Remote work has become increasingly common and accepted among employers worldwide. The COVID-19 pandemic accelerated the trend toward telecommuting, as many companies had people working from home in the interests of public health. This shift has been made possible largely due to modern technologies like video conferencing software.

As a small business owner, being able to have clear, high-quality video calls allows for real-time collaboration with employees, freelancers, clients, and others. Investing in the right video conferencing solution is critical. But which tools make for the best video conferencing for small businesses? It depends on your needs.

The below guide explains what to look for in video conferencing tools that will facilitate smooth online meetings.

What Is Video Conferencing Software?

Video conferencing software refers to the technology needed to host virtual meetings online. The software facilitates a simultaneous, real-time audio and HD video connection between two or more people, allowing them to communicate "face to face" even if they are in different locations. Video conferencing software allows for distributed teams to connect even if they can't meet in person, allowing for collaboration across different geographical locations and time zones.

Even for businesses with small teams that aren't distributed across long distances, video conference software can prove useful. Often, having a quick video chat online is faster and easier than scheduling an in-person meeting. Remote meetings can also be preferable because they don't require commuting, which saves time.

What Is the Best Video Conferencing Software for Small Business?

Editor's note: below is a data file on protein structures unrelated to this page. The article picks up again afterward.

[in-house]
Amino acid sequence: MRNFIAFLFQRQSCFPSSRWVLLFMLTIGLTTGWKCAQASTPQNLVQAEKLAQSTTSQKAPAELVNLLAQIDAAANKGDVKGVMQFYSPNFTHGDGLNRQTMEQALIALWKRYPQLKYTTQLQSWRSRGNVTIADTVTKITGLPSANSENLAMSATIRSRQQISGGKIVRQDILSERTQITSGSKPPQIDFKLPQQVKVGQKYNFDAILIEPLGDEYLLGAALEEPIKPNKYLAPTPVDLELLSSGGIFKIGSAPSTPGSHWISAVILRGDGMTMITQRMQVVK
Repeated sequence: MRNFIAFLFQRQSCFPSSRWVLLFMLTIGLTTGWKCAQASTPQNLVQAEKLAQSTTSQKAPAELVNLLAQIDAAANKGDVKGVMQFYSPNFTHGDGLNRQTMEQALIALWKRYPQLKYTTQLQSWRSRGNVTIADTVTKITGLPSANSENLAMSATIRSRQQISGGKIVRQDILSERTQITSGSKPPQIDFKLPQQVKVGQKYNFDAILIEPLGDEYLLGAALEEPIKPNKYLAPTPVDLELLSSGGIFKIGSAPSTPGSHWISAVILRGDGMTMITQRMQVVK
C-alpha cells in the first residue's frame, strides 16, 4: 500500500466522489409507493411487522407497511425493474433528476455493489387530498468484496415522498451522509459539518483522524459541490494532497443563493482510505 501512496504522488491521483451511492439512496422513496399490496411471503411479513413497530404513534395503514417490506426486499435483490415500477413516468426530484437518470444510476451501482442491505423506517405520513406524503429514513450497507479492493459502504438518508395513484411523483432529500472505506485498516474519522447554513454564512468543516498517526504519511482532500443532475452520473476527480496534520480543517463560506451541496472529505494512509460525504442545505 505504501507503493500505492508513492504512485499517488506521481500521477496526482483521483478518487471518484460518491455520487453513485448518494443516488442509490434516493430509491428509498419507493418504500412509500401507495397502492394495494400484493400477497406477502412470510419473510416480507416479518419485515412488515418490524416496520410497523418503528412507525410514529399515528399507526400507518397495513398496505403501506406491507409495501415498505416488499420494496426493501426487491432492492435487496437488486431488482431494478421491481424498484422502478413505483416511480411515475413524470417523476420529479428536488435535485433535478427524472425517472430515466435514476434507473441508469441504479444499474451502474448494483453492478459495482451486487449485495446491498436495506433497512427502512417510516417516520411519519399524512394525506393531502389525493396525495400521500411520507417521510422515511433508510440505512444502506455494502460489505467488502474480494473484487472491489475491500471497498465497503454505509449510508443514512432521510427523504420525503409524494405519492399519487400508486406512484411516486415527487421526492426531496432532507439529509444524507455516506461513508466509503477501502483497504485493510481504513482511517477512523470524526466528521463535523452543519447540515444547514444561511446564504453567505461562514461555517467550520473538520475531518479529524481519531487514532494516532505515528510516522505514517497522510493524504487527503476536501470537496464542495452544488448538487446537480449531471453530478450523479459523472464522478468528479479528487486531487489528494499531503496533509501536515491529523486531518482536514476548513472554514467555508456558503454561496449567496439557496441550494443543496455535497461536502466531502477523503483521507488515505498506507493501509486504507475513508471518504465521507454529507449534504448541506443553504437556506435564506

Every business has unique needs when it comes to video meetings. Therefore, it's impossible to name one single "best" video conferencing software for small businesses. The technology that works for one team may not be suitable for another. From your required technological functionality to your pricing preferences, there are various components to consider when selecting software.

What to Look for When Choosing Video Conferencing Software

When you start shopping around for video conferencing software for your small business, you're sure to come across some well-known brands. Popular providers include:

  • Zoom
  • Microsoft Teams
  • GoToMeeting
  • Cisco Webex
  • Skype for Business
  • Slack
  • Zoho Meeting
  • BlueJeans
  • Google Hangouts
  • RingCentral

Don't simply opt for the first familiar name you find, though. Take the time to do your research and figure out which option best fits your business needs. Consider the following points:

Size of Conferences the Software Can Handle

Whatever software you choose, be sure that it can accommodate the size of your meetings. Keep in mind that you need to consider not only your team but also your clients and their teams. Also, remember that even if your business is small now, it may grow in the future. The great news is that most video conferencing tools allow you to scale up to meet changing needs.